SHANGHAI – Senior executives from five of the 13 new energy vehicle manufacturers that have received production licenses to produce NEVs in China updated their progress at a panel discussion at the 2017 China Auto Forum organized by China Association of Automobile Manufacturers (CAAM) on May 15 in Shanghai.
Wu Huan, president of Qiantu Motor, which received its production approval from the National Development and Reform Commission (NDRC) on October 10, 2016, said the company is primarily focused on product development and validation as well as the construction of its factory site in Suzhou, Jiangsu Province. The greenfield plant has an annual output capacity of 50,000 vehicles with particular emphasis on new manufacturing processes such as light weighting, aluminum alloy body structure and composite materials. The factory has nearly been roofed and manufacturing equipment has been placed. The short-term target is to begin trial production and receive product approval from the Ministry of Industry and Information Technology (MIIT). The K50 super EV, which utilizes the use of carbon fiber for exterior surfacing, will be the first production vehicle out of the plant.
Chery New Energy Vehicle, which got its approval also in October right after Qiantu Motor, is not a new player per se since it has been producing vehicles for nearly 20 years. Its new NEVs that will hit the market this year will use aluminum alloy body structure and is already into quantity production, according to company president Gao Lixin. So far the company has received about 10,000 units in orders and the second-phase project is smoothly progressing ahead.
Yudo New Energy, which got its approval in January, is currently waiting for approval from the MIIT for its first production vehicles – the π1 and π3 electric SUVs, which were unveiled in February, according to company president Liu Xinwen. They are currently in trial production and once the MIIT approval is received, they will go into quantity production and sales toward the end of the year.
Liu pointed out an important caveat that of the 13 companies that have received NEV production licenses at that time, only BAIC BJEV has gotten approval from MIIT to actually produce and sell the vehicles. The other 12 still need to apply for approval from MIIT for their products to be listed in the national catalogue so that they can actually be sold.
ZD EV, part of Geely, got its approval earlier this year but has been a key player in the micro EV segment, having produced these types of two-seater EVs since 2012, and more than 60,000 units have been sold so far in China. Jin Weimin, vice president of the company, said that the company currently has three production bases with first-phase annual output capacity of 10,000 units and second-phase capacity of 20,000 units. It still faces a tough test before it can get MIIT approval, according to Jin.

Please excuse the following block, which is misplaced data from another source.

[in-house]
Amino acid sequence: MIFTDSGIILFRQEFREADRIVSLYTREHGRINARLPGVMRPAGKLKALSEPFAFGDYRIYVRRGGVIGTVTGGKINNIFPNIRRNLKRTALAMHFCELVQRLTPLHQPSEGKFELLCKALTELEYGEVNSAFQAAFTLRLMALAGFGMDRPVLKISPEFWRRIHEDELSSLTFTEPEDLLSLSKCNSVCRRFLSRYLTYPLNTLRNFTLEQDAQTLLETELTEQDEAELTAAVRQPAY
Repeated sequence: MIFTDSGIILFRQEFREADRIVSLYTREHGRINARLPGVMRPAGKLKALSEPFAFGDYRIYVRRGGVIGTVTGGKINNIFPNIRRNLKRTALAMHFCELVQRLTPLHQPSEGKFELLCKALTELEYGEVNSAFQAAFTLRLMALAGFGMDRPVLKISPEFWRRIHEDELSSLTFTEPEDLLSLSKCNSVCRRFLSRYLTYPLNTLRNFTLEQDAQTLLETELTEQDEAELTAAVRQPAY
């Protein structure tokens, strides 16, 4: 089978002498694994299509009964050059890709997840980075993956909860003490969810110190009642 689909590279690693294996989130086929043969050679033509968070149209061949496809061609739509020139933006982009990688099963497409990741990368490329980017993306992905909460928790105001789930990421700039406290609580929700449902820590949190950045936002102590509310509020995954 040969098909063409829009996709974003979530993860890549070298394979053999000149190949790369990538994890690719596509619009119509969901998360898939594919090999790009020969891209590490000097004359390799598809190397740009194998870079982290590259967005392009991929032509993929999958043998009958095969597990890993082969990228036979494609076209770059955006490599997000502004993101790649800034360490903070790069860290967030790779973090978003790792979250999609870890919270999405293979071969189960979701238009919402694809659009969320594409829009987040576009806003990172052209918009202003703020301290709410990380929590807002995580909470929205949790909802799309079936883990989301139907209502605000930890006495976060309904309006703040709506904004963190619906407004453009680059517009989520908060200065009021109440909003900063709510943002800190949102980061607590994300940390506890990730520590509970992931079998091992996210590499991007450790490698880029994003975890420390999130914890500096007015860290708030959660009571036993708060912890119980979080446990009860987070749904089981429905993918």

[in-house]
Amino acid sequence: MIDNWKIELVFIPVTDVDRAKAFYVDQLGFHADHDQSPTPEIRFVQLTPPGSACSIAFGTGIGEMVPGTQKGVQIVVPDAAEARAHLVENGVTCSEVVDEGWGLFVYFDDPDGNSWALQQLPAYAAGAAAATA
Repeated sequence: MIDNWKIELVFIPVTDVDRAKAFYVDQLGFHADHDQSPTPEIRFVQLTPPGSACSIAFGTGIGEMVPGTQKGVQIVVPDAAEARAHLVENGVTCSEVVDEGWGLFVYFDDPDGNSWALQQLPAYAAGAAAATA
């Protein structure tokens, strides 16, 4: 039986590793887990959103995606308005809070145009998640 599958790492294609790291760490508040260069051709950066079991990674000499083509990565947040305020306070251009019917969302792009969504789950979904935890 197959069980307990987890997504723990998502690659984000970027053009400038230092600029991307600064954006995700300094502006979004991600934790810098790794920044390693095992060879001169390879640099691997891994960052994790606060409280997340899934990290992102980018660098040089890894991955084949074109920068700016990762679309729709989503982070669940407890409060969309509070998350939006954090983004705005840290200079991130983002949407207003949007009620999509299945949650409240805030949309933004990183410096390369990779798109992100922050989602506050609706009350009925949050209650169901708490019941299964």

Hozon NEV, the 13th company that has gotten approval from NDRC, has been manufacturing NEVs for 18 years, according to company chairman Fang Yunzhou. It is developing three vehicles and plans to begin trial production in September and go through MIIT validation and approval process by yearend.
When asked about their advantages and disadvantages compared to traditional carmakers, Wu’s response was that for Qiantu and parent company CH-Auto Technology, they have more than 14 years of experience in product design and development, especially design of NEVs. The company formed its own NEV division dedicated to the development of EVs in 2010, according to Wu.
“Our biggest challenge is how to meet individualized customer demands with a relatively low production scale at first,” said Wu.
Gao said that Chery has a goal to sell 200,000 NEVs in 2020 and its advantage lies in its independent development of NEV technologies, power assembly, electric motor and control, as well as working with best-in-class suppliers.
Yudo NEV’s advantage is that it starts on a clean sheet of paper and has a unique mixed corporate structure that involves state-owned, private, public-listed companies and individual management, which gives it a flexible and efficient mechanism, according to Liu.
“We have about 370 engineers from traditional carmakers and 180 patents in the area of chassis, body, electronics, interior and exterior, telematics and light weighting,” said Liu. “We also have a unit specifically dedicated to telematics and have two autonomous vehicle prototypes test running near our factory site.”
Jin echoed Liu’s comments, saying that ZD does not have the legacy of traditional carmakers and can focus on satisfying customer experience requirements with less capital and effort. One of unique ZD does, according to Jin, is rather than investing huge capital to build big 4S stores, it operates mini-stores of about 200 square meters with an investment of only about ¥100,000 ($14,493) each. The goal is simply to provide a convenient and pleasant purchase environment.
Hozon, which is focused on building a smart mobile terminal, has the advantage of having worked with Tsinghua University and other institutions of higher learning in the development of intelligent connectivity and telematics as well as autonomous driving, according to Fang.
All five executives agreed that competition and cooperation will coexist and that they are willing to learn from each other and possibly working together in some way such as sharing of resources. Yudo NEV, for example, is willing to supply its electrified chassis platform to the industry. Fang, on the other hand, stressed that competition is not about the Chinese competing amongst themselves but rather whether they can compete as a whole with their multinational counterparts.